June 26, 2011
Tim Chapman is chief operating officer of Heritage Action for America (heritageaction.com), a conservative grassroots advocacy group based in Washington Ford Motor Co. is on to something. This year, hundreds of taxis, powered by compressed natural gas, will pop up around the country: 120 Ford Transit Connects in the Los Angeles area, 70 in Connecticut. Las Vegas, St. Louis, and Philadelphia will also see their own fleet of Transit Connects soon. America's abundant supply of cheap, accessible natural gas and the stubbornly high cost of gasoline and diesel are making natural gas vehicles more attractive and economical.
July 13, 1989 |
Watch it! The shambling, rambling wreck headed your way is going to ask you for money. What will you do? You can't escape them. Philadelphia's homeless - drunken, demented or just plain hungry - seem to be everywhere. There are an estimated 1,400 homeless people in the city, about a quarter of them mentally ill, and you can't walk far in some parts of town without having one of them ask you for help. Since you can't avoid them, some strategy must be decided on, and strategy is generally based on a point of view, an attitude.
December 1, 1996 |
The wild waterfowl of this small borough are getting a big dose of tough love: The borough has outlawed feeding the ducks and geese that have made the Paint Works lake their year-round home. "It's for their own good," said Mayor Ed G. Campbell 3d. A new ordinance, requested by the owners of the lake and passed earlier this month, is meant to discourage the well-meaning people who feed the fowl bread crumbs and other snacks in the fall - a situation that has the unfortunate effect of fooling more and more of them into thinking they should spend the winter at the lake.
September 7, 2000 |
Now that the political conventions are over, I have had the time to reflect on my experience as a delegate to the Republican National Convention in the great city of Philadelphia. The people of Philadelphia proved to the world that Philadelphia is truly the City of Brotherly Love. From the bus drivers to the folks behind the counter at Jim's on South Street, everyone my fellow delegates and I encountered in the city was wonderful. And despite the TV media's preoccupation with numbers, the Philadelphians I met did not seem surprised to meet and greet me and the many other African-American delegates, alternates and guests.
March 5, 2000 |
You don't have to tell Lorraine Franchi how important the U.S. Census is. This time she doesn't want to be overlooked, as she was in the 1990 count. So yesterday, when she saw the hip and colorful Census 2000 truck in North Philadelphia, Franchi, 40, gladly accepted a bag full of census memorabilia and information. That typical response made the job a lot easier for census workers charged with motivating the masses to take the census as seriously as voting or paying routine bills.
July 24, 2014 |
In the tough part of Brooklyn where she spent her younger years, Bridgette Brawner saw neighbors strung out on drugs, arguments that turned violent, families like her own struggling to get by. But most frightening was watching as other kids grew to accept, and expect, a bleak future. "You get to a certain age and you're shot. Or you get to a certain age and you have a child," she said, recalling Flatbush. " . . . There had to be something else outside of what I was seeing. " A profound thought for a young girl, especially one struggling with personal issues as dark as sexual molestation.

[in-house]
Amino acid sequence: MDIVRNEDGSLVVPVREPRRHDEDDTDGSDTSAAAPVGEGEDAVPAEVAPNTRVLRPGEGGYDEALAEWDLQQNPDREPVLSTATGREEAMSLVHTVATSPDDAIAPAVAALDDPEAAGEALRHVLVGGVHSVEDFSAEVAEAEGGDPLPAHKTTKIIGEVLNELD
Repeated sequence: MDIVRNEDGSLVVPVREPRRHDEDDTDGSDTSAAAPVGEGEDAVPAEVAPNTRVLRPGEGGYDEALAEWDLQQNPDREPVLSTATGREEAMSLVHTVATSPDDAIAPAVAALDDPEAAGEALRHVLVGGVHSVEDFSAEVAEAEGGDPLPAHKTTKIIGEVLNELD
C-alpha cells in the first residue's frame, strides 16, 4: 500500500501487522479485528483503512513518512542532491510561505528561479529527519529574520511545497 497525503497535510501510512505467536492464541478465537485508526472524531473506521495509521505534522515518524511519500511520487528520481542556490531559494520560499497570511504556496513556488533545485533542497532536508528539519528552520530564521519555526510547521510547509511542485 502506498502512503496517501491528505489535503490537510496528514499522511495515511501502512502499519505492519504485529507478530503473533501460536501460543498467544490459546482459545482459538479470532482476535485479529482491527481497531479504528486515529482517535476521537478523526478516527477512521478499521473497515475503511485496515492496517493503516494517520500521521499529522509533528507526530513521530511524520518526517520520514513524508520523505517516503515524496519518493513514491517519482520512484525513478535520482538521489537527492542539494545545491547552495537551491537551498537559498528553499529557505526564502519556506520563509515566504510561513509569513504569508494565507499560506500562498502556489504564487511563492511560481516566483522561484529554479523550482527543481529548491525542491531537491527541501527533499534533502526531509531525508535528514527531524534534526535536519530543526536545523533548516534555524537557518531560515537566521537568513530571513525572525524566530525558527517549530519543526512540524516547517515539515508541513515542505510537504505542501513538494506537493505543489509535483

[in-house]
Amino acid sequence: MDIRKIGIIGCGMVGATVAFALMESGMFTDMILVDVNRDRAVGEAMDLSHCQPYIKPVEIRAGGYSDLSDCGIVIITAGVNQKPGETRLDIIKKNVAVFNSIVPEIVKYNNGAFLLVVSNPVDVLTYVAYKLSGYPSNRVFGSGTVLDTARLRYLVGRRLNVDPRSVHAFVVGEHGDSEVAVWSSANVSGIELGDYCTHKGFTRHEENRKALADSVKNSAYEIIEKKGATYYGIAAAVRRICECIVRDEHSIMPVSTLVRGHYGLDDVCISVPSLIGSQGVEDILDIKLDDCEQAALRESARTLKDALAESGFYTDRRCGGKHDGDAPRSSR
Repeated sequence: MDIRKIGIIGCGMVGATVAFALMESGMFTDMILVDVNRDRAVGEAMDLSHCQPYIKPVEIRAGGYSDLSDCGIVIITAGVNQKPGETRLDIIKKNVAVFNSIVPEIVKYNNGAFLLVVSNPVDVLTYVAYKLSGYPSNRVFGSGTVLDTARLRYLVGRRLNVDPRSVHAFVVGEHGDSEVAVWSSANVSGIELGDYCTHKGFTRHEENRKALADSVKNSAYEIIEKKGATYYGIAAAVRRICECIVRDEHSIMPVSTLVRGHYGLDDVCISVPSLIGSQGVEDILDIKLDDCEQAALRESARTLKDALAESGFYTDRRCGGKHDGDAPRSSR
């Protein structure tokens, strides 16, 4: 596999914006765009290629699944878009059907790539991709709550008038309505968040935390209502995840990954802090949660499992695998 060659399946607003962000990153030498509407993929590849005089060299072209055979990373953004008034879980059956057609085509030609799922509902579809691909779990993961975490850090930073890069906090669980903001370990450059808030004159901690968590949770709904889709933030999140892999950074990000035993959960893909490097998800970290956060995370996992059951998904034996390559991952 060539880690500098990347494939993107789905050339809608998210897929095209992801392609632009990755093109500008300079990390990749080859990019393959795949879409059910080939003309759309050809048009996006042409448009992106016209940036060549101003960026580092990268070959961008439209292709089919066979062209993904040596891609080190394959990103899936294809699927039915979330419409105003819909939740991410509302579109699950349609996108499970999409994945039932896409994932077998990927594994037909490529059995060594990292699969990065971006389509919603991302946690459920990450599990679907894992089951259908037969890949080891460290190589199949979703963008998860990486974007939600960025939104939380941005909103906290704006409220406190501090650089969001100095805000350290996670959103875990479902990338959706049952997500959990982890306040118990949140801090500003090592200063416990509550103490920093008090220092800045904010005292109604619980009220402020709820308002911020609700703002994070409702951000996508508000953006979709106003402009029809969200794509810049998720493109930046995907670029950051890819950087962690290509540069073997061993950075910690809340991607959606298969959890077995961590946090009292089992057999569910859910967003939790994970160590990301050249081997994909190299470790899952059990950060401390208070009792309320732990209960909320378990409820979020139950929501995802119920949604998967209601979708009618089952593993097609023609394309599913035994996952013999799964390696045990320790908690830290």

May 31, 1996 |
State Education Secretary Eugene Hickok yesterday rejected the idea that extra money from Harrisburg would improve schools in Pennsylvania's poorest districts. Increased funding would only result in increased teacher salaries, he said. Rather than looking for handouts from the state, districts should look hard for ways to trim spending, he said. In return, Hickok said, the state would search for ways to reward schools that showed academic progress and place sanctions on those that failed to improve.
September 17, 2006 |
A man and a woman were relaxing last week, enjoying a view from a bed unlike that of most Center City dwellers. They were feet away from a line of trees, inches from a broad patch of grass, and - as it is when you live on the exit ramp of a highway - a few yards from a lot of moving cars. The couple were among eight men and women lying that afternoon on either side of the Broad Street exit of the Vine Street Expressway and part of a growing pack of homeless setting up encampments at the gateway to Center City and outside landmark Philadelphia institutions.
December 10, 1993 |
Mayor Rendell figures he used to dig down into his pockets and hand out about $2 a week in quarters and dimes to Center City's panhandlers, finding it hard to say no to those so obviously in need. But the mayor has now thrown his weight behind a new brand of compassion that urges Center City pedestrians to give panhandlers cards referring them to social-service agencies instead of change. Rendell yesterday touted the public education campaign - soon to make its debut on SEPTA buses and Regional Rail lines - based on a single, catchy phrase: "The more you give change, the more things will stay the same.
January 17, 1997 |
There are few instances in which handouts are more flagrantly immoral than those to corporations. Corporate tax cuts don't qualify as handouts unless you believe that companies' earnings belong to the government and that it's a handout when the government allows corporations to keep more of their earnings. Corporate handouts refer to the evil government practice of taking our money and handing it to corporations. The government can give handouts to corporations simply by using the Internal Revenue Service to take our money and have the Commerce Department or Agriculture Department distribute it. The risk of visible handouts is that they can easily invite voter retaliation against politicians.